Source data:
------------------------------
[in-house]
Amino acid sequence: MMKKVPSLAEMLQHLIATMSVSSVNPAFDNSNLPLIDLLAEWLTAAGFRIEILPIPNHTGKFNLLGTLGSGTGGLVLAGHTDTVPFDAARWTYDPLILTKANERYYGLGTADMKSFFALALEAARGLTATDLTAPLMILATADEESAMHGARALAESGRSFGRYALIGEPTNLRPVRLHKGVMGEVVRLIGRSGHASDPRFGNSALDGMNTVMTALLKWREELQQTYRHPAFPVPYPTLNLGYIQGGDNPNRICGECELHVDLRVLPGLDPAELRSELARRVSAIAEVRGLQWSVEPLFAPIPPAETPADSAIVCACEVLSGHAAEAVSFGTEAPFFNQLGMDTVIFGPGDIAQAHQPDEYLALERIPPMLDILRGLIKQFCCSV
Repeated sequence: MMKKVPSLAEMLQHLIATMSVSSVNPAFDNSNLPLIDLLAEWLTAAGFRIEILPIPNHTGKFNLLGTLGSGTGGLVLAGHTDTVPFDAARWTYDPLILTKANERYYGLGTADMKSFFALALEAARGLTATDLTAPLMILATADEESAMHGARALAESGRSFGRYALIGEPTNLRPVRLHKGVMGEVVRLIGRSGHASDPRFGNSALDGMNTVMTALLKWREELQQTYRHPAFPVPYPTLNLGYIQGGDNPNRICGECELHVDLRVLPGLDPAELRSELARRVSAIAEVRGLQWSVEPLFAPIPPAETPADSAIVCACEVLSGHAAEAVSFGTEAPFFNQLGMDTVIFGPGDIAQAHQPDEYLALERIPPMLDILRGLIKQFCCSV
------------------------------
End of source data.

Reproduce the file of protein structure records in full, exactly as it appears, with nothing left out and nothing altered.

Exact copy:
[in-house]
Amino acid sequence: MMKKVPSLAEMLQHLIATMSVSSVNPAFDNSNLPLIDLLAEWLTAAGFRIEILPIPNHTGKFNLLGTLGSGTGGLVLAGHTDTVPFDAARWTYDPLILTKANERYYGLGTADMKSFFALALEAARGLTATDLTAPLMILATADEESAMHGARALAESGRSFGRYALIGEPTNLRPVRLHKGVMGEVVRLIGRSGHASDPRFGNSALDGMNTVMTALLKWREELQQTYRHPAFPVPYPTLNLGYIQGGDNPNRICGECELHVDLRVLPGLDPAELRSELARRVSAIAEVRGLQWSVEPLFAPIPPAETPADSAIVCACEVLSGHAAEAVSFGTEAPFFNQLGMDTVIFGPGDIAQAHQPDEYLALERIPPMLDILRGLIKQFCCSV
Repeated sequence: MMKKVPSLAEMLQHLIATMSVSSVNPAFDNSNLPLIDLLAEWLTAAGFRIEILPIPNHTGKFNLLGTLGSGTGGLVLAGHTDTVPFDAARWTYDPLILTKANERYYGLGTADMKSFFALALEAARGLTATDLTAPLMILATADEESAMHGARALAESGRSFGRYALIGEPTNLRPVRLHKGVMGEVVRLIGRSGHASDPRFGNSALDGMNTVMTALLKWREELQQTYRHPAFPVPYPTLNLGYIQGGDNPNRICGECELHVDLRVLPGLDPAELRSELARRVSAIAEVRGLQWSVEPLFAPIPPAETPADSAIVCACEVLSGHAAEAVSFGTEAPFFNQLGMDTVIFGPGDIAQAHQPDEYLALERIPPMLDILRGLIKQFCCSV